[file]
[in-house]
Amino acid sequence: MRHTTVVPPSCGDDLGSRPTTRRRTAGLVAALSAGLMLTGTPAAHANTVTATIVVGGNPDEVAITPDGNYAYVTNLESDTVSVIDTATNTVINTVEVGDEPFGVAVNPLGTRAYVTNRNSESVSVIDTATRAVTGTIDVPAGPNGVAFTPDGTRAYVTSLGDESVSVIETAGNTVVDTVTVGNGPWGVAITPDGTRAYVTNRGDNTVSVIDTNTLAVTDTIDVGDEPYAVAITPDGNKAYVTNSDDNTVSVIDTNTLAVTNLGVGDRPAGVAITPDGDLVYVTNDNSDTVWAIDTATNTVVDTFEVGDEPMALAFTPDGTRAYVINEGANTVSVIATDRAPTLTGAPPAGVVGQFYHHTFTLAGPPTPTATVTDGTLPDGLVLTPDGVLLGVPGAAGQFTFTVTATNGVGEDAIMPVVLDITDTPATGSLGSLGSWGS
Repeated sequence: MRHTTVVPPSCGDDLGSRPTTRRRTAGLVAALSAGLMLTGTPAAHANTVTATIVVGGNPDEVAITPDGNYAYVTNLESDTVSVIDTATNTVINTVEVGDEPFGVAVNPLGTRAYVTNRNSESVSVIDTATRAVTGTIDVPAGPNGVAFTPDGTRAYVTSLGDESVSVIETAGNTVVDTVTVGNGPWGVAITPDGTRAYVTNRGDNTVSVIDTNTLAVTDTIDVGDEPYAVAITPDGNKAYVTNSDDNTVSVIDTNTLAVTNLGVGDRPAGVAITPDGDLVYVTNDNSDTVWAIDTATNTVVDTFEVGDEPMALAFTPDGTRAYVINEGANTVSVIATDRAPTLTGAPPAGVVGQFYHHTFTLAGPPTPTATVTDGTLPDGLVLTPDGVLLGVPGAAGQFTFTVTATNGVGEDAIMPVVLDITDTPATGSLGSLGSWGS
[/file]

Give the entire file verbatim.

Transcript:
[in-house]
Amino acid sequence: MRHTTVVPPSCGDDLGSRPTTRRRTAGLVAALSAGLMLTGTPAAHANTVTATIVVGGNPDEVAITPDGNYAYVTNLESDTVSVIDTATNTVINTVEVGDEPFGVAVNPLGTRAYVTNRNSESVSVIDTATRAVTGTIDVPAGPNGVAFTPDGTRAYVTSLGDESVSVIETAGNTVVDTVTVGNGPWGVAITPDGTRAYVTNRGDNTVSVIDTNTLAVTDTIDVGDEPYAVAITPDGNKAYVTNSDDNTVSVIDTNTLAVTNLGVGDRPAGVAITPDGDLVYVTNDNSDTVWAIDTATNTVVDTFEVGDEPMALAFTPDGTRAYVINEGANTVSVIATDRAPTLTGAPPAGVVGQFYHHTFTLAGPPTPTATVTDGTLPDGLVLTPDGVLLGVPGAAGQFTFTVTATNGVGEDAIMPVVLDITDTPATGSLGSLGSWGS
Repeated sequence: MRHTTVVPPSCGDDLGSRPTTRRRTAGLVAALSAGLMLTGTPAAHANTVTATIVVGGNPDEVAITPDGNYAYVTNLESDTVSVIDTATNTVINTVEVGDEPFGVAVNPLGTRAYVTNRNSESVSVIDTATRAVTGTIDVPAGPNGVAFTPDGTRAYVTSLGDESVSVIETAGNTVVDTVTVGNGPWGVAITPDGTRAYVTNRGDNTVSVIDTNTLAVTDTIDVGDEPYAVAITPDGNKAYVTNSDDNTVSVIDTNTLAVTNLGVGDRPAGVAITPDGDLVYVTNDNSDTVWAIDTATNTVVDTFEVGDEPMALAFTPDGTRAYVINEGANTVSVIATDRAPTLTGAPPAGVVGQFYHHTFTLAGPPTPTATVTDGTLPDGLVLTPDGVLLGVPGAAGQFTFTVTATNGVGEDAIMPVVLDITDTPATGSLGSLGSWGS